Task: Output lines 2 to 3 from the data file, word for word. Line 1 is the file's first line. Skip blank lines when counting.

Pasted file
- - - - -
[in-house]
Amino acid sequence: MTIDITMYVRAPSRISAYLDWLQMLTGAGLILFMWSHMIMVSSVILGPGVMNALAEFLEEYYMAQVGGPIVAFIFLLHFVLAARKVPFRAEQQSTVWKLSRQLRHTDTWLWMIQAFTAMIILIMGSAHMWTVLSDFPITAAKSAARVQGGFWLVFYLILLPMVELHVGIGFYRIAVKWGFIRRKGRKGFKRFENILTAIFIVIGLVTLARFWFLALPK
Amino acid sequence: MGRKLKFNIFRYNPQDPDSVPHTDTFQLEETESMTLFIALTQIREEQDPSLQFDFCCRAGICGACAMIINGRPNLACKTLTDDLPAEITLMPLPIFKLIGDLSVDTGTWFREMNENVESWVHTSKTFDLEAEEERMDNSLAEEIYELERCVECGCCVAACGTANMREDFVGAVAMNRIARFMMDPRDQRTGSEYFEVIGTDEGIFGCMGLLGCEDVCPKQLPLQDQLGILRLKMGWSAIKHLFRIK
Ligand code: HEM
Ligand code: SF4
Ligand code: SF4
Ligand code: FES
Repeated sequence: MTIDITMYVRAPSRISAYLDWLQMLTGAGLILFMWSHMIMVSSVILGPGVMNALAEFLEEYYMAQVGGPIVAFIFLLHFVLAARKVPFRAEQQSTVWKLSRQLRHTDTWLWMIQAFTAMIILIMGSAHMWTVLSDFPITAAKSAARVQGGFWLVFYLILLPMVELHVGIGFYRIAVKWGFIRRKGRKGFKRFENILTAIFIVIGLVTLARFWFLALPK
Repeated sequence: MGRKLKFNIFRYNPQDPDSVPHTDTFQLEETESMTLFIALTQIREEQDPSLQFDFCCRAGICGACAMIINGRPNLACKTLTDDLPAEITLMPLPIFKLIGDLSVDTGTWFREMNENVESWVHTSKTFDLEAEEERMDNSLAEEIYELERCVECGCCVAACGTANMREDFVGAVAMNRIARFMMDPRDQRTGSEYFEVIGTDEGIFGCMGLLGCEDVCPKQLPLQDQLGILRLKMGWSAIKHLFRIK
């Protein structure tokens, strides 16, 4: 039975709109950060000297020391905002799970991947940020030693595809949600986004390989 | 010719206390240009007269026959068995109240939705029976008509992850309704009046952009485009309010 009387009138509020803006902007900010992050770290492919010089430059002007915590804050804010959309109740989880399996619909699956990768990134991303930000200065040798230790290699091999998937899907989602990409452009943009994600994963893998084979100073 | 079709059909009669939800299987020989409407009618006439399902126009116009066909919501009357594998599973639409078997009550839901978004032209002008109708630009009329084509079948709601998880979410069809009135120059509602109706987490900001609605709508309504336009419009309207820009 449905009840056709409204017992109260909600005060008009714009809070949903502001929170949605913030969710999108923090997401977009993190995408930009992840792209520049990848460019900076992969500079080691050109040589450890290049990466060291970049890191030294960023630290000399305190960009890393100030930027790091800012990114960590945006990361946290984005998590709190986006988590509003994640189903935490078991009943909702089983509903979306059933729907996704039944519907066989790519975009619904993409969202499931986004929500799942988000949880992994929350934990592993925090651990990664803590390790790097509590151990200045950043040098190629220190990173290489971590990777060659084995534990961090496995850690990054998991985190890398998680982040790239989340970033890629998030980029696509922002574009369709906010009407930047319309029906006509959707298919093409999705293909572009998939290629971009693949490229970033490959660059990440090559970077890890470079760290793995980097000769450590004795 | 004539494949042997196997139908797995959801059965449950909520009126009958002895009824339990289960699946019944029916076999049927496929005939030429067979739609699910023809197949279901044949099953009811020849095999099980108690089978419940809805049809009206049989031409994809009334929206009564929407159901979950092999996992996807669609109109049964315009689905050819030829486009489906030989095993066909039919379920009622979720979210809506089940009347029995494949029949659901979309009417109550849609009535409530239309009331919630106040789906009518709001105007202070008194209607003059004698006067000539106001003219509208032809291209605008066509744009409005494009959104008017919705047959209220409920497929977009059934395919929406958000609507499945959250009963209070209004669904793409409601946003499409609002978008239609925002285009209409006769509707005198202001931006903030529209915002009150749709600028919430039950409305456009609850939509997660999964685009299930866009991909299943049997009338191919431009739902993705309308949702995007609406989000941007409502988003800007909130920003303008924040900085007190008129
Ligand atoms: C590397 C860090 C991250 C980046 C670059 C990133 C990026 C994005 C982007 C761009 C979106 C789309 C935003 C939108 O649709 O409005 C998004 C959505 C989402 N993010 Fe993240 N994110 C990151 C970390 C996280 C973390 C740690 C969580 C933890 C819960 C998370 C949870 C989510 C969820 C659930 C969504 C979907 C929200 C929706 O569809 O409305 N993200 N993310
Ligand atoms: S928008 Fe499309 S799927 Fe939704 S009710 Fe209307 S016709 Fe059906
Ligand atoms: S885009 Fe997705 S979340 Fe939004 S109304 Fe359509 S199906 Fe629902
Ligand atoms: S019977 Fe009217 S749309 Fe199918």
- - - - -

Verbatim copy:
Amino acid sequence: MTIDITMYVRAPSRISAYLDWLQMLTGAGLILFMWSHMIMVSSVILGPGVMNALAEFLEEYYMAQVGGPIVAFIFLLHFVLAARKVPFRAEQQSTVWKLSRQLRHTDTWLWMIQAFTAMIILIMGSAHMWTVLSDFPITAAKSAARVQGGFWLVFYLILLPMVELHVGIGFYRIAVKWGFIRRKGRKGFKRFENILTAIFIVIGLVTLARFWFLALPK
Amino acid sequence: MGRKLKFNIFRYNPQDPDSVPHTDTFQLEETESMTLFIALTQIREEQDPSLQFDFCCRAGICGACAMIINGRPNLACKTLTDDLPAEITLMPLPIFKLIGDLSVDTGTWFREMNENVESWVHTSKTFDLEAEEERMDNSLAEEIYELERCVECGCCVAACGTANMREDFVGAVAMNRIARFMMDPRDQRTGSEYFEVIGTDEGIFGCMGLLGCEDVCPKQLPLQDQLGILRLKMGWSAIKHLFRIK